Rushen Camp, Port Erin and Port St. Mary 

The Rushen Women’s Internment Camp  opened on 29 May 1940, incorporating the areas of both Port Erin and Port St. Mary, with a population of over 4000 women, 300 of whom were pregnant. These largely consisted of both Germans and Austrians, a majority of them being refugees, but around 500 identifying themselves as ‘Reichstreue’, allying themselves with the German government or identifying as German rather than British. A minority of these consisted of National Socialists, the leader of which was Wanda Wehrhan, wife of Fritz Wehrhan, pastor of two Lutheran Churches in London and minister of the German Embassy. Unlike the male internment camps, the owners of the boarding houses in the Rushen Camp stayed, but the women were responsible for keeping their own rooms clean. 

The leader of the Rushen Camp was Dame Joanna Cruickshank, former Matron of the British Red Cross, who was criticised repeatedly for being unable to manage the camp. The main problem within the camp was the intermixing between Jewish and Nazi internees, with the Jewish refugees particularly facing harassment and threats from Nazis. By July, the problem had escalated, and attempts had been made to make ‘Aryan’ houses separated from Jewish internees, with Wehrhan occupying the Golf Links Hotel. Allowances were provided by the German government through the Swiss Legation, appealing to many leading them to follow the Nazi internees. Many felt that this allowed the Nazi internees to band together to collude, with Wehrhan’s lodging being found to have maps and compasses, things that were banned within the internment camps. Cruickshank was particularly criticised for allowing National Socialists to work in the camp as staff, allowing them to access camp records, and by May 1941, Cruickshank was replaced by C. R. Cuthbert from Scotland Yard.  

Dame Joanna Margaret Cruickshank
by Bassano Ltd
half-plate glass negative, 30 September 1932
Credit: NPG x158699

Wehrhan was also eventually replaced by Anna Jochmann, who made a series of reforms by creating German Church services, a book club, and tuition for children to learn German, as well as a first aid course that attempted to boost morale in the camp in late 1943. These additions were supported by the Service Exchange, in which women exchanged skills in order to keep busy and earn money, as boredom led to an increase in mental illnesses and suicide.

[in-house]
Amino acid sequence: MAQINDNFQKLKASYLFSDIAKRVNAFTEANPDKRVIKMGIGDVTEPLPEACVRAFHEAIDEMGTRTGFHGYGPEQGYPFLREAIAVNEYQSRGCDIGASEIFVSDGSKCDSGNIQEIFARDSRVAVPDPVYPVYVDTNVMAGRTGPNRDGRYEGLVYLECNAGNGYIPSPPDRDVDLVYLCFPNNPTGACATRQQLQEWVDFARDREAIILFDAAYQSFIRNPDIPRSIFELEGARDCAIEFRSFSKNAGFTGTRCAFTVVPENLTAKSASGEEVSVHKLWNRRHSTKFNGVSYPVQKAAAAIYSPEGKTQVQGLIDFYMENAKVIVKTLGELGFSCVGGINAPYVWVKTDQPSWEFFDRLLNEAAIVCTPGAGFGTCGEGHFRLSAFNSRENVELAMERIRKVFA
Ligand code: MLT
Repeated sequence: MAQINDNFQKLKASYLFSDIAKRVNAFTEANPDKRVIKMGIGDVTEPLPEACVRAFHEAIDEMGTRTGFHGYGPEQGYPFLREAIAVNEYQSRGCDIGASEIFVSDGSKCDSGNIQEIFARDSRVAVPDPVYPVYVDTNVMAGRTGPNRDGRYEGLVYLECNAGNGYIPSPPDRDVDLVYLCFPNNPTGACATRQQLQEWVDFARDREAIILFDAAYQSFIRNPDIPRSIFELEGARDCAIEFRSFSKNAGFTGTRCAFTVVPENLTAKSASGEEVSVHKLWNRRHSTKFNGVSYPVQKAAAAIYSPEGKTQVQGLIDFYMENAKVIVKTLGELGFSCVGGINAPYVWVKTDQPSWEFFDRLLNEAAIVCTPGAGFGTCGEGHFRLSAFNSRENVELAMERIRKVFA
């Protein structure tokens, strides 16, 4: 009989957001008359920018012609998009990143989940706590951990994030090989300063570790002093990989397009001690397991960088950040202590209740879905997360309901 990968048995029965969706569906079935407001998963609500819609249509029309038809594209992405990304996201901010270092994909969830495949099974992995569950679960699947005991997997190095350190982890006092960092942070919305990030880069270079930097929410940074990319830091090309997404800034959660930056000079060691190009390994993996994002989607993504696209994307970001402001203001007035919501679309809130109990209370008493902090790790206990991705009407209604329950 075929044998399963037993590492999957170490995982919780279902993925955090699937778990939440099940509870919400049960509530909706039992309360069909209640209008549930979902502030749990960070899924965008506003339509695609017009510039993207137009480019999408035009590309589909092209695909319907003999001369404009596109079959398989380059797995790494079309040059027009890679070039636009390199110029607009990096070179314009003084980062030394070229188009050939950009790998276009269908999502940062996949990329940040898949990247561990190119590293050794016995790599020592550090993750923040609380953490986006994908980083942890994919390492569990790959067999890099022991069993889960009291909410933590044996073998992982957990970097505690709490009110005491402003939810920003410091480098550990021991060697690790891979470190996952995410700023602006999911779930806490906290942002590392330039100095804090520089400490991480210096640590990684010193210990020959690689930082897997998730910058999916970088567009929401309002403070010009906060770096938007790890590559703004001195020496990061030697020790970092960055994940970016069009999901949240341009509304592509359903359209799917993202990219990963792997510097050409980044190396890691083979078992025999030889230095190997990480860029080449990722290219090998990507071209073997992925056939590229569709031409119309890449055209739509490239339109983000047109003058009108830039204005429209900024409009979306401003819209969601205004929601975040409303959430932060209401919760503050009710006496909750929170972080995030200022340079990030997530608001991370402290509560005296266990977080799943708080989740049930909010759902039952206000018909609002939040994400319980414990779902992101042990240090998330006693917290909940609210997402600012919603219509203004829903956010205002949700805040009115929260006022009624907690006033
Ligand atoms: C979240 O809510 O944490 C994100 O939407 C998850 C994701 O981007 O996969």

By December 1940, tribunals were already being held in order to recategorize and release internees. Port St. Mary soon became a married camp in May 1941, with couples previously having to rely on short letters and monthly visits. With declining numbers and the war progressing, the British Foreign Office agreed to a large-scale exchange of 500 German internees for around 1600 British, yet this was heavily controversial due to the release of Wehrhan, who owned a large amount of information on refugees. By 1945, there was a total population of 269 adults and 70 children, a third of which were classed as ‘Reichstreue’, who were afterwards returned to Germany.  

Peveril Camp, Peel 

The Peveril Camp had originally opened in 1940, welcoming around 800 German and Austrian internees, which was short-lived and closed by 1941. On 12 May 1941, 550 Fascist detainees arrived in Peveril Camp. These were particularly supporters of Oswald Mosley, who were inspired by Benito Mussolini’s Fascist Italy and created the British Union of Fascists, which embraced antisemitic beliefs during the war. These internees were considered high-risk, with an extra 130 troops collected from prisons in order to guard them.  

In mid-September 1941, 200 detainees celebrated in a concert hall, with the resulting chaos resulting in an escape attempt by three men. They succeeded in stealing a boat in Castletown but did not even reach the Calf of Man when two days later they were rearrested and taken back to the camp. On 22 September, a visit from Osbert Peake, the Undersecretary to the Home Office, resulted in a riot, with the internees shouting insults at him and pulling down a stone hedge. This escalated to pelting rocks at the guards, resulting in a large protest against the Fascist internees from Manx residents. The lack of punishment especially angered the residents, with calls that the internees were being treated too kindly. 

By 1945, all internment camps on the Isle of Man were closed and the internees released, but the legacy still lives on with the survivors. 

To learn more about the internment on the Isle of Man visit our exhibition to learn about the story of Heinz Skyte or watch our recent event with Simon Parkin on his book ‘The Island of Extraordinary Captives’ which focuses on the Hutchinson camp. The recording can be found here:

Written by Jodi Fargher, a history student at the University of Huddersfield who has recently completed a student placement with Holocaust Centre North and lives on the Isle of Man.